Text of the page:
Financial Advisors recommend at least one year of income to be paid out in advance for early stage critical illness diagnosis and three to four years of income for late-stage critical illness diagnosis. The purpose of the payout is to tide over income losses during this period while not draining all your savings while you recuperate.

Thus, if you earn $6,000 per month. You can consider a minimum coverage of $72,000 for early stage critical illness and $216,000 to be paid out in the event of a late-stage critical illness diagnosis. The total cost for a 35 years old Male Non-Smoker to be covered for his early and late stage critical illness coverage should not cost more than $100/mth

How Much to Spend on Insurance?

Following our observation, you can see that your coverage requirement is dependent on your monthly expenditure on your family and yourself. As such, the more your financial commitments, the higher the cost of insurance.

For an ideal coverage scenario, let’s use Paul, 35 Male Non-smoker, as an example. Paul is the sole breadwinner of the family earning $6,000 per month with the following expenses and liabilities.

  • Mortgage Liability – $300,000
  • Monthly Expense on Self – $1,000/mth
  • Monthly Expenses on Family – $2,500/mth
  • 2 children with the youngest being 5 years of age.

Hospital CoveragePrivate Ward ($60/mth cash)

Death & Total Permanent Disability Coverage – ([$2,500 x 12 x 25] + 300,000) = $1,050,000 (Premium $80/mth)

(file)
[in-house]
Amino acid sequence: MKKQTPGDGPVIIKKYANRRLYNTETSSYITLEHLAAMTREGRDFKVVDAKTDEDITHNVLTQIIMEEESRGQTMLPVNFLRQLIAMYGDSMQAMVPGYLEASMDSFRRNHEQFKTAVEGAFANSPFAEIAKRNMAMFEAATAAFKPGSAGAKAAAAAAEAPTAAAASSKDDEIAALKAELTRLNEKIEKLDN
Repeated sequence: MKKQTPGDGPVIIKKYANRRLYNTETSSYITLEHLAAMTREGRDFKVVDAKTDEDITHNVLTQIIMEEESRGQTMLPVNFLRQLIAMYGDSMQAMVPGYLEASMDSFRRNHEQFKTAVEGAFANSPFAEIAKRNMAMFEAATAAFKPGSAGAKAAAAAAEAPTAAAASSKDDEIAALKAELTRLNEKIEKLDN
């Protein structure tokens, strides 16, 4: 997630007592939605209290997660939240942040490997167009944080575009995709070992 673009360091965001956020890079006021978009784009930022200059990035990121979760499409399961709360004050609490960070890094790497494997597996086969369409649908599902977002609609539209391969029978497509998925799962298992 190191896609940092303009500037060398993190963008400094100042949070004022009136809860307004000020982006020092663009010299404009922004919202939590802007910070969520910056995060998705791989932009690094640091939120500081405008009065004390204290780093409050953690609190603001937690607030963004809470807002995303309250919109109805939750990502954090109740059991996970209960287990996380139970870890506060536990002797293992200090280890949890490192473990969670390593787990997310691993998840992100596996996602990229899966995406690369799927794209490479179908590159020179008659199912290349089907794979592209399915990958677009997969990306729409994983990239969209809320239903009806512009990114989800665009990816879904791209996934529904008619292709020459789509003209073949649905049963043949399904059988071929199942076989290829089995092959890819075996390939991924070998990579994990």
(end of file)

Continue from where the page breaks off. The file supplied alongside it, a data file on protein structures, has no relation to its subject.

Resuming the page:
Disability Income – $2,500 + $1,000 = $3,500/mth (Premium $50/mth)

Early Stage Critical Illness – $6,000 x 12 = $72,000 (Premium $40/mth)

Late Stage Critical Illness – $6,000 x 36 = $216,000 (Premium $40/mth)

Total Monthly insurance cost for Paul (60 + 80 + 50 + 40 + 40) = $270/mth

Percentage of income spent on insurance = 4.5% per month

As you can see from this example, Paul spends around 5% of his income to provide a peace of mind for his whole family during his productive years. We can say that it is perhaps fair for a typical person who is the breadwinner of the family to spend about 5 %- 10% of their income on insurance, the figure wholely depends on your age and the financial situation of your family. Those who do not have dependents or have a dual income family may be able to spend less, but to optimise your spending on insurance, it is always best to speak to a qualified financial consultant to work out your needs and affordability.

 

Get an objective opinion here.